Pure Gibberish

Earlier this afternoon, my brain was destroyed.  I keep hoping that someone will tell me this is an April fools day joke.  I was perplexed, I was astonished, I could not believe what I was seeing.  It is the most astonishing result I have ever seen in any field.  I still don’t know what to make of it.  The result was presented in this YouTube video by Numberphile.

If you watch the video, the basic idea is that the sum of the infinite series of positive integers is -1/12.

1 + 2 + 3 + 4 + 5 + 6 + 7 + 8 + . . . = -1/12

One of the simple proofs that is offered for this idea begins with finding the sum of this series:

1 – 1 + 1 – 1 + 1 – 1 + 1 – 1 + 1 + . . . =  1/2

So far so good.  After an even number of values, you have zero, after an odd number of values, you have 1.  It makes sense that the sum of the infinite series would be the average of the two alternating values.  The next series is a bit weirder:

1 – 2 + 3 – 4 + 5 – 6 + 7 – 8 . . . = S2

To find the sum of this series, they add two copies of the series together:

1 – 2 + 3 – 4 + 5 – 6 + 7 – 8 . . . = S2

+

1 – 2 + 3 – 4 + 5 – 6 + 7 – 8 . . . = S2

1 + (1 – 2) + (- 2 +3) + (3 – 4) + (-4 +5) + (5 – 6) + (- 6 +7) + (7 – 8) +   . . . = 2S2

which if you work out the simple additions is:

2S2 = 1 -1 +1 -1 + 1 -1 + 1

but we know from above that this series has the infinite sum 1/2.  If 2S2 = 1/2, then S2 = 1/4.   This is a weird result, but for a series with alternating positive and negative numbers, it is not too bad.  Now comes the weird part:

1 + 2 + 3 + 4 + 5 + 6 + 7 + 8 + . . . = S = ?

1 – 2 + 3 – 4 + 5 – 6 + 7 – 8 . . .  = S2 = 1/4

(1-1) + (2 -(-2) + 3 -3 + 4 -(-4) +5-5 + 6-(-6) . . .

leaving the series:

4 + 8 + 12 + 16 + 20 + 24 + …

this can be written as:

4 ( 1 + 2 + 3 + 4 + 5 + 6 + . . . )

S – S2 = 4S

S2 = -3S = 1/4

S = -1/12

So  the sum of all the positive integers is a negative fraction with the value of -1/12.

Now at first I thought this result was the artifact of some kind of weird forbidden operation like divide by zero.  There are two reasons to believe that this is a real result, however:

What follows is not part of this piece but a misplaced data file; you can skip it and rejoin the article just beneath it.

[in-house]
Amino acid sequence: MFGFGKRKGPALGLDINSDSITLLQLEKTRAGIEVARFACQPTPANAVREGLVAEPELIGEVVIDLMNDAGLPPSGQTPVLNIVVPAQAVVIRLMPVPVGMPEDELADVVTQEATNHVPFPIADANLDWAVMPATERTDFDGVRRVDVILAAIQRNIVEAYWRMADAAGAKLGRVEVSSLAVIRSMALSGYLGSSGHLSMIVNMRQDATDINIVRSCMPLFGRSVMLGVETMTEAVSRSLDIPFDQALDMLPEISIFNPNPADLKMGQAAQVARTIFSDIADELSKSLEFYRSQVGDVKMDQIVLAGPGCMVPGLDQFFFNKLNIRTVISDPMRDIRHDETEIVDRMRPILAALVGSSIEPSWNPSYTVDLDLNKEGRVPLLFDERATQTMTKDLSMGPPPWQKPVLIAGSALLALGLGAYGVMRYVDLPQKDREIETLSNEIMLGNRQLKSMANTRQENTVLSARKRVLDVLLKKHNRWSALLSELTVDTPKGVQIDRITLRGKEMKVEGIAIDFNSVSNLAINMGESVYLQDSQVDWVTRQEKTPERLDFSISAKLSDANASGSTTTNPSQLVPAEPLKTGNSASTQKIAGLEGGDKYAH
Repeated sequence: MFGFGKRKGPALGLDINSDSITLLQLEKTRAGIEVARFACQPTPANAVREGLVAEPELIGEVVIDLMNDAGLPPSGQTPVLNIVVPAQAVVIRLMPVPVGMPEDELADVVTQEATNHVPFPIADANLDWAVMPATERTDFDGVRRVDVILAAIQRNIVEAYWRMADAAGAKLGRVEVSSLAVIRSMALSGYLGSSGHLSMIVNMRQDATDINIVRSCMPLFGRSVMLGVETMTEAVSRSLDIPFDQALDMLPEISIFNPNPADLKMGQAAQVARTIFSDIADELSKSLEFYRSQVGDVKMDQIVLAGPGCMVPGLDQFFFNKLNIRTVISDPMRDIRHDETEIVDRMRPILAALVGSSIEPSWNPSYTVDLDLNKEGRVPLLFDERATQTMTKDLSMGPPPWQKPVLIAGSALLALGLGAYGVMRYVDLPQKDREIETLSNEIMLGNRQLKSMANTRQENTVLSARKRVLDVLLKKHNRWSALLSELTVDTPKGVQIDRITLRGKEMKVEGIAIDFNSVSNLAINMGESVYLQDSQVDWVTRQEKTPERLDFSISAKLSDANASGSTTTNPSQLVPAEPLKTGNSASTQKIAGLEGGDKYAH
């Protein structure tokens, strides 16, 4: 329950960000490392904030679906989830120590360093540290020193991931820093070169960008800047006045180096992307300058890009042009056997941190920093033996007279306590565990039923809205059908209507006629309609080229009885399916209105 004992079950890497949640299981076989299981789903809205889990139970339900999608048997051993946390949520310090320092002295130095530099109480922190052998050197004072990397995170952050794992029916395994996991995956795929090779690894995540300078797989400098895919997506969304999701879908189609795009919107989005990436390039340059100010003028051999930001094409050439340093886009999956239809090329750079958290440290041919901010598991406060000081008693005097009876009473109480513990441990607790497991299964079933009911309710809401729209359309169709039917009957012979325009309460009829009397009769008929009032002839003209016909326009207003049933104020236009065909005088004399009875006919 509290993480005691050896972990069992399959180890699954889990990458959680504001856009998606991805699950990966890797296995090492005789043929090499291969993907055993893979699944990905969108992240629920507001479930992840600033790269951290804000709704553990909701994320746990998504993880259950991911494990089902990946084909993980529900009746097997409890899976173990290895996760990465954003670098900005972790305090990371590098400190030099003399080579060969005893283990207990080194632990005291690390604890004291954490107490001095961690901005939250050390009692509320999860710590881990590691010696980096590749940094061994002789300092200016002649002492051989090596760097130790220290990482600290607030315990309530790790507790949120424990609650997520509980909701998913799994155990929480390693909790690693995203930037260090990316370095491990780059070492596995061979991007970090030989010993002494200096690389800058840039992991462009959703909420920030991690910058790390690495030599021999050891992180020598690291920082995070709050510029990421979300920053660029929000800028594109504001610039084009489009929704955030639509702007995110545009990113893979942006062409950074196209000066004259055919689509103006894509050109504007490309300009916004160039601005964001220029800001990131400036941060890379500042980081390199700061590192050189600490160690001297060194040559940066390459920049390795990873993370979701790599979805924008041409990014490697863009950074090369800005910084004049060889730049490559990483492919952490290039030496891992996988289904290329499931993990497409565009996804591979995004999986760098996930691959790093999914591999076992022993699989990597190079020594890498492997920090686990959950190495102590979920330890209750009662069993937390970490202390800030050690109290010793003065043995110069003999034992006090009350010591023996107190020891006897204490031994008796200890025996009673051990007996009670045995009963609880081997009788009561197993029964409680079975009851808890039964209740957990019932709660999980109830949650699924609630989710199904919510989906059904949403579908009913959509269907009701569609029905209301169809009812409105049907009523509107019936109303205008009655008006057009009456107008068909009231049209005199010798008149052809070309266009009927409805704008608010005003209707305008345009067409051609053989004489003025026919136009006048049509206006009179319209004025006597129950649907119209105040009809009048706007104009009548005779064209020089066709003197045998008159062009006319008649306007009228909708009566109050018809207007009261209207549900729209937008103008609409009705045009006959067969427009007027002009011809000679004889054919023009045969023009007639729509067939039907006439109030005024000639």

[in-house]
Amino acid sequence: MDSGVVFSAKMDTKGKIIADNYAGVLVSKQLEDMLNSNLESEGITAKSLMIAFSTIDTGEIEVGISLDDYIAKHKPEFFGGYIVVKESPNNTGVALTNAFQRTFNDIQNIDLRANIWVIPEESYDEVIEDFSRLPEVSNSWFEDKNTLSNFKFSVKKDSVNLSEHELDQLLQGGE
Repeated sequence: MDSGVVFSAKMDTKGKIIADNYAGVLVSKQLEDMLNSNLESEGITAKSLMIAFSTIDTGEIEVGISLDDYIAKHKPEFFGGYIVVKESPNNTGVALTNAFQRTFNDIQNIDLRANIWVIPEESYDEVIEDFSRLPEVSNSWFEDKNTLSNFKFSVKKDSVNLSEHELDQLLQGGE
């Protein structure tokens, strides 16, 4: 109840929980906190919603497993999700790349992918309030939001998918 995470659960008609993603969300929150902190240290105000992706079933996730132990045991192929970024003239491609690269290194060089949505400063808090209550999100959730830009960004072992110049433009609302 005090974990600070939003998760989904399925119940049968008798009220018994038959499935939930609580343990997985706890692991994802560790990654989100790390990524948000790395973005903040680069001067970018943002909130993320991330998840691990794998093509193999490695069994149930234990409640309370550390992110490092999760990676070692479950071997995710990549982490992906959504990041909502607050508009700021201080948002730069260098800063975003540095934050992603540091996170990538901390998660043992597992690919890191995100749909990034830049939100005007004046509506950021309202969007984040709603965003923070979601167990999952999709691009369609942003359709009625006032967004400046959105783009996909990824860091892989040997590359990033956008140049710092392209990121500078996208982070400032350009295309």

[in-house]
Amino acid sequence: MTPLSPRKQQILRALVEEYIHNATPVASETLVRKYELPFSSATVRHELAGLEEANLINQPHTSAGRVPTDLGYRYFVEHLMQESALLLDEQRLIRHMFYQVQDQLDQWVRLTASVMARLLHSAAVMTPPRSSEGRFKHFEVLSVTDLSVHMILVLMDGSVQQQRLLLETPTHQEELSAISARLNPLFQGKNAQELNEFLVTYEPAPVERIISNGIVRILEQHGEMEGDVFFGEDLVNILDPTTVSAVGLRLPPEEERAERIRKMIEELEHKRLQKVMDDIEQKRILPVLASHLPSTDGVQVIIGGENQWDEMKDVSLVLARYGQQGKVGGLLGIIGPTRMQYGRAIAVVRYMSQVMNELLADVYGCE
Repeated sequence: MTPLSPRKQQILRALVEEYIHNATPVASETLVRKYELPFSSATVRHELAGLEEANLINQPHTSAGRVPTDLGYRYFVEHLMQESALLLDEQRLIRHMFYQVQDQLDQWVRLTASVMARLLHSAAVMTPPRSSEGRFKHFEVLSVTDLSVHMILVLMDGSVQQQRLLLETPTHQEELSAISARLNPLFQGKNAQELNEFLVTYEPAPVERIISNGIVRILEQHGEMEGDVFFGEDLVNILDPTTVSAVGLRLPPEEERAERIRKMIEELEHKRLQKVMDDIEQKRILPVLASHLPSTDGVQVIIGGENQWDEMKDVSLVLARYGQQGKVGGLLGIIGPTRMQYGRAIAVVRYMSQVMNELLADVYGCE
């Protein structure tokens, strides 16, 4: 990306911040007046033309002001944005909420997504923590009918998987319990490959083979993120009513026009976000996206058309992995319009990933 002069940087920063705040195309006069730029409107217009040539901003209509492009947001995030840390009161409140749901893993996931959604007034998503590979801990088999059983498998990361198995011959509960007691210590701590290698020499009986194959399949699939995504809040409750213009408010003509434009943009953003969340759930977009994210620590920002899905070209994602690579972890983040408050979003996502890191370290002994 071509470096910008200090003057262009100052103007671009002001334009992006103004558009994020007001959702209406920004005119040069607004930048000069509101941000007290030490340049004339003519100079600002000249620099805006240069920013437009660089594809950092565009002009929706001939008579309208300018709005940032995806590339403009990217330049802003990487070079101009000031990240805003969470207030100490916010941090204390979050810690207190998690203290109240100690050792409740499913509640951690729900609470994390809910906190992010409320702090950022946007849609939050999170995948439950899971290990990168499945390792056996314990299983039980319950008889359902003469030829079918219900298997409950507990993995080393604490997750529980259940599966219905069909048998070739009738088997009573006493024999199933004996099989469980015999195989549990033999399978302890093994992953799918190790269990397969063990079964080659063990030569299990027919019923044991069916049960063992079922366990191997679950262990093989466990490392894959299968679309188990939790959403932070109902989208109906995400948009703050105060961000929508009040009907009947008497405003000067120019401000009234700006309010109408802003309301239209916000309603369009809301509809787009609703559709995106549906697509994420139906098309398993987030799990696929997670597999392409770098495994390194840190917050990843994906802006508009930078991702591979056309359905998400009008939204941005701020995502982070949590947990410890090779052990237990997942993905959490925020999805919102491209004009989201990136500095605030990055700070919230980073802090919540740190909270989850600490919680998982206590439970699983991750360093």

1. While divide by zero never yields a unique result, -1/12 can be reached by a number of different methods.
  2. In physics, if you see the infinite sum of integers appear in an equation, it behaves as if it had a value of -1/12.

So there are good reasons to believe this result is real and I have been struggling with how to understand it all day.

So the first thing that I grasp onto is that this is an infinite divergent series and that it doesn’t really have a sum in the way that we understand sums.  It is, however, related to other infinite series that do have what we can understand as averaged “pseudo sums”.  If we examine the relationship between those series and their averaged “pseudo sums” and the infinite series of positive integers, we can derive a “pseudo sum” for the set of positive integers.  The value of this “pseudo sum” happens to be -1/12.  Is this really so bad?

Yes it is.  No matter how hard I try, I have to admit that this result is pure gibberish to me and it is the strangest result in any field of study of which I am aware.  Why?  For me it is a matter of familiarity.  Sure quantum particles behave strangely, but what would you expect?  They are unfathomably small and they obey a set of strange mathematical principles.  The reason this result is so bizarre is because it deals with things that look so well behaved.  What could be more friendly then adding a bunch of positive integers together?  I have been doing that since I was in elementary school!  I feel like I have been betrayed by an old friend.

A while back, I was in an exchange with a correspondent who calls himself MyAtheistLife and I argued that the infinite can boggle a poor finite mind and this is why we need to trust God when dealing with issues that we cannot understand.  The only reason I did not mention this extremely counter-intuitive result was because I did not know about it.  If I had heard of this result before, then I pushed it out of my mind as unfathomable.

Now I keep making this point, but I think it is important enough to emphasize it.  There are a number of propositions that are intrinsic to Christianity that make absolutely no sense to a finite human being.  Let us consider some of them:

  1. The best way to enjoy food is not to be a glutton.
  2. The best way to enjoy sex is not to have sex with multiple partners but to focus on a single person for life.
  3. The best way to create an eternal paradise is a world like this one.
  4. Three different persons can be one divine being.

These propositions and others like them do not make any sense to us as finite beings.  And yet we have to be very careful about this.  If we think about it, we would expect that God would have a great number of things to say which would be extremely counter-intuitive to a finite human being with only a few decades worth of experience and a limited understanding of the world.

I have paraphrased the words of Arthur C. Clarke’s saying about magic and technology many times and I will continue to do so. “The results of a thinking process of a sufficiently advanced intelligence with a vastly greater store of knowledge than we have access to is likely to be pure gibberish to us”.  If the result that the sum of all positive integers behaves like a negative fraction doesn’t demonstrate the truth of that proposition, then I don’t know what does.

About Robert V

Former atheist currently living in Toronto.
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